Fianna Fáil TD for Sligo-Leitrim Eamon Scanlon says haemochromatosis patients living outside of Dublin are being penalised with excessive charges for essential treatment.  People with the condition have to undergo venesection, which involves the removal of a pint of blood, to keep it under control.  This treatment is free in St. James’s Hospital in Dublin, however patients who don’t have a medical card are not living in Dublin are forced to pay €80 per treatment.

Deputy Scanlon commented, “This is an issue that arises time and time again but the Health Minister has failed to take action.  This €80 charge was only introduced in 2013 after changes were made to the Health Act.  It’s completely ridiculous that some patients are being forced to pay the charge while others are not.  It’s discrimination based on address.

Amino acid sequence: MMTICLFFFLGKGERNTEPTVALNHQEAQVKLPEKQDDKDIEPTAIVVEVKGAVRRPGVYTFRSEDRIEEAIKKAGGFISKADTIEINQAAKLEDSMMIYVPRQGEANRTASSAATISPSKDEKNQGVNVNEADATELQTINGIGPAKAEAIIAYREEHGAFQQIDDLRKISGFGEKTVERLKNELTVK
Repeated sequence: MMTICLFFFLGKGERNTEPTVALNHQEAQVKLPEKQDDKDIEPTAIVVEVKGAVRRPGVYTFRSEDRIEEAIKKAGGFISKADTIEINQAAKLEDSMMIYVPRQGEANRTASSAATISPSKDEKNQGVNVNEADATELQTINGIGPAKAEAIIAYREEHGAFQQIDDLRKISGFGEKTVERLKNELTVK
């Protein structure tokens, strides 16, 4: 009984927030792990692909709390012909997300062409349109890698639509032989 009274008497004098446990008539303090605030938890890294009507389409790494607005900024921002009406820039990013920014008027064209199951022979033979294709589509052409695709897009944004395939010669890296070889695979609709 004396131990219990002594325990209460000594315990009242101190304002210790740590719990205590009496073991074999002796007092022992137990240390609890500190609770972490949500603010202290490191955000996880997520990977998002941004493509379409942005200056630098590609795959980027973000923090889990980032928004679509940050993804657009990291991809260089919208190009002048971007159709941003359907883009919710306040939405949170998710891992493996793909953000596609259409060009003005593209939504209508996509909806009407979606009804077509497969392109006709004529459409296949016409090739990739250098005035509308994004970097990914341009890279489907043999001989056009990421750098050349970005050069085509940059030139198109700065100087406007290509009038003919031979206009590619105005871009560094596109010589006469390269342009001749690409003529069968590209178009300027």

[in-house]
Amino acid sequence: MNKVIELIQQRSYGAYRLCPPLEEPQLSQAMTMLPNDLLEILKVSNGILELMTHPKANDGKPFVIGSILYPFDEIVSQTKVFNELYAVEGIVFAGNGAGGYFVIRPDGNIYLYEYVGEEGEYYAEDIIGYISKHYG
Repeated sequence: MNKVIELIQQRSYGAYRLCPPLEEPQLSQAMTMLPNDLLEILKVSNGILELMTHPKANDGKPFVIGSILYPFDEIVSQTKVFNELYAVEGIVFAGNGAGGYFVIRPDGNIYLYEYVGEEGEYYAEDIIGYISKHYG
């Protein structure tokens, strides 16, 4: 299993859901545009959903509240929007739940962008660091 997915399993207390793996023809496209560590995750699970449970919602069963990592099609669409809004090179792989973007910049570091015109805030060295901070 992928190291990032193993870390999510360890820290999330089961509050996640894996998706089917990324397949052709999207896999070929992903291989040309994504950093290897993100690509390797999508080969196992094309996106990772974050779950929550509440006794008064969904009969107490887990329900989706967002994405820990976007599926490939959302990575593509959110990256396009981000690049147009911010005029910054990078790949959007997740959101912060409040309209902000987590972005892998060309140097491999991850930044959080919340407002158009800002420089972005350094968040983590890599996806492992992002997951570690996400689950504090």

“I welcome correspondence from Minister Simon Harris that a meeting is being arranged to consider “the issue of the application of the public in-patient charge of €80 for venesection in Acute Hospitals as well as broader issues in relation to the treatment of patients with Hereditary Haemochromatosis”.

“It is deeply unfair that some people are having to pay the fee while others aren’t.  This isn’t an optional procedure – if patients don’t undergo the treatment they could end up with liver damage.  The Minister and the HSE need to level the playing field and ensure that all haemochromatosis sufferers have access to free venesection and phlebotomy services so that they can keep their condition under control”.